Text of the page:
This month: fairy tales from ancient Egypt!

Sunday, January 25, 2009

Reading the Lithuanian Fairy Tale, Godmother Death


In the Lithuanian fairy tale Godmother Death (full text below), neither man nor god reign supreme. Rather, both characters engage in a life-and-death struggle for power, influence and survival. This tale is best read along with Godfather Death and the Possessed Princess (for full text, hit links at right) to gain some understanding of recurring notions of life and death, healing and infirmity and the status of humans alongside deities. I like this story for its rich detail and forceful characters. Even the children are no shrinking violets and are drawn to discover the source of underground moaning instead of being repelled by it. Contrasted with the story Godfather Death from the Brothers Grimm, we encounter attitudes toward life and death that are both strangely similar yet unique. Most tellingly, death here comes in the form of an earthy goddess, not a skeletal male messenger. In fact this goddess was quite comely at one time, before she experienced her own sort of death and was imprisoned beneath the soil for seven years. Like a seed lying dormant, she miraculously returns to life, suggesting that death is only one part of a mysterious cycle of life, death and rebirth. Another noteworthy feature of this story is that death is an eager killer and not merely a passive harbinger of one’s demise. Remarkably, the godmother is not reluctant to finish off her godson once he has riled her. We also see the ancient idea of healing being tied to supernatural forces. Like other gifts of prestige or riches, the power to heal is conferred or taken away by the gods. Godmother Death plays a role very similar to a Norn in this story, appearing at the birth of a child, granting gifts which fundamentally shape the quality of the child’s life and in that regard being a real presence or even spiritual guide throughout life (perhaps in fact suggesting that each person carries his own death with him throughout life). Because this fairy tale includes older notions of Norns and earth goddesses, I am inclined to believe it is an earlier version of the story we find in the Brothers Grimm collection.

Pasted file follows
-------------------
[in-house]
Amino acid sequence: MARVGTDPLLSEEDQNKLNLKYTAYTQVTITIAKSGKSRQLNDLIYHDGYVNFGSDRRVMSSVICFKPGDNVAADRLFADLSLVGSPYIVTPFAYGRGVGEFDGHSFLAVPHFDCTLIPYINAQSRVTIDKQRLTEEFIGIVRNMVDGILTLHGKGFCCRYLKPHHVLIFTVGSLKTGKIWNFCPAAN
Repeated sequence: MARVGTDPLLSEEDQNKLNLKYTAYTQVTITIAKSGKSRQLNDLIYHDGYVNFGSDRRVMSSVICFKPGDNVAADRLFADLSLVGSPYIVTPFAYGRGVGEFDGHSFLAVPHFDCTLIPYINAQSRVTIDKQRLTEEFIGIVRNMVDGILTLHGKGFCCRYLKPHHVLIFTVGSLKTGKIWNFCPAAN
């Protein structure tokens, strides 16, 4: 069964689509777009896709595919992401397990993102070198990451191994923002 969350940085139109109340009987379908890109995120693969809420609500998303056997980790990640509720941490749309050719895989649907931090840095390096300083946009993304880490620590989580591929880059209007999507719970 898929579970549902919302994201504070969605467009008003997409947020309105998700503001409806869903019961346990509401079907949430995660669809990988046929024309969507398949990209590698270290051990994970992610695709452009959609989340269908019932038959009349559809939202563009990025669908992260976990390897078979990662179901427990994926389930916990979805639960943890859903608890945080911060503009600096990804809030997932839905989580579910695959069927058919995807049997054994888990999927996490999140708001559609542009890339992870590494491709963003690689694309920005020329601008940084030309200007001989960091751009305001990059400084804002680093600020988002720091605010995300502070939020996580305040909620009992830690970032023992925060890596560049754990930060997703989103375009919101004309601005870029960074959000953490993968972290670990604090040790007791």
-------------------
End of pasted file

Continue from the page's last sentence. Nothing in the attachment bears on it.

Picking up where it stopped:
Copyright FairyTaleChannel.org